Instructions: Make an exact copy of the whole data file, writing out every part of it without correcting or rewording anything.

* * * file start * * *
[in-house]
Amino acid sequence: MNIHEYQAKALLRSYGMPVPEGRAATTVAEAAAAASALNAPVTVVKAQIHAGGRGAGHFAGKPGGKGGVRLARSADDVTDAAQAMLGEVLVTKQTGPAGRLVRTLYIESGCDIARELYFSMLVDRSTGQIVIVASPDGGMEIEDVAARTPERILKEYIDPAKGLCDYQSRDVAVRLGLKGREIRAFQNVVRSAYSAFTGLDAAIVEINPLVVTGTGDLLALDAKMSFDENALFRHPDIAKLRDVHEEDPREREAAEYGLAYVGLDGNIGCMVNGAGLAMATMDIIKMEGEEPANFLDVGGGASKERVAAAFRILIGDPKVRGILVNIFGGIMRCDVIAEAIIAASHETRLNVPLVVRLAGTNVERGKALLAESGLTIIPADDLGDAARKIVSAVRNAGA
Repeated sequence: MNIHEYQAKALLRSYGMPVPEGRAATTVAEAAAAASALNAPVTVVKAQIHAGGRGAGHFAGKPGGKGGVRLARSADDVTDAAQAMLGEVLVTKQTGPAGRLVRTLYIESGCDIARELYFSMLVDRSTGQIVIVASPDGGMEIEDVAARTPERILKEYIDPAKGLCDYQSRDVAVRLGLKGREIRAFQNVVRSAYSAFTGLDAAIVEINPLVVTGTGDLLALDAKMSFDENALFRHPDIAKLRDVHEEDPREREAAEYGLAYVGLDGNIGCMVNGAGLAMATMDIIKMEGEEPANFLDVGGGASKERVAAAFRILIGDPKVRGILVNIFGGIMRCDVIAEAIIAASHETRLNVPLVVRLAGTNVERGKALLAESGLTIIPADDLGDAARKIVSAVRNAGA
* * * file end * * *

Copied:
[in-house]
Amino acid sequence: MNIHEYQAKALLRSYGMPVPEGRAATTVAEAAAAASALNAPVTVVKAQIHAGGRGAGHFAGKPGGKGGVRLARSADDVTDAAQAMLGEVLVTKQTGPAGRLVRTLYIESGCDIARELYFSMLVDRSTGQIVIVASPDGGMEIEDVAARTPERILKEYIDPAKGLCDYQSRDVAVRLGLKGREIRAFQNVVRSAYSAFTGLDAAIVEINPLVVTGTGDLLALDAKMSFDENALFRHPDIAKLRDVHEEDPREREAAEYGLAYVGLDGNIGCMVNGAGLAMATMDIIKMEGEEPANFLDVGGGASKERVAAAFRILIGDPKVRGILVNIFGGIMRCDVIAEAIIAASHETRLNVPLVVRLAGTNVERGKALLAESGLTIIPADDLGDAARKIVSAVRNAGA
Repeated sequence: MNIHEYQAKALLRSYGMPVPEGRAATTVAEAAAAASALNAPVTVVKAQIHAGGRGAGHFAGKPGGKGGVRLARSADDVTDAAQAMLGEVLVTKQTGPAGRLVRTLYIESGCDIARELYFSMLVDRSTGQIVIVASPDGGMEIEDVAARTPERILKEYIDPAKGLCDYQSRDVAVRLGLKGREIRAFQNVVRSAYSAFTGLDAAIVEINPLVVTGTGDLLALDAKMSFDENALFRHPDIAKLRDVHEEDPREREAAEYGLAYVGLDGNIGCMVNGAGLAMATMDIIKMEGEEPANFLDVGGGASKERVAAAFRILIGDPKVRGILVNIFGGIMRCDVIAEAIIAASHETRLNVPLVVRLAGTNVERGKALLAESGLTIIPADDLGDAARKIVSAVRNAGA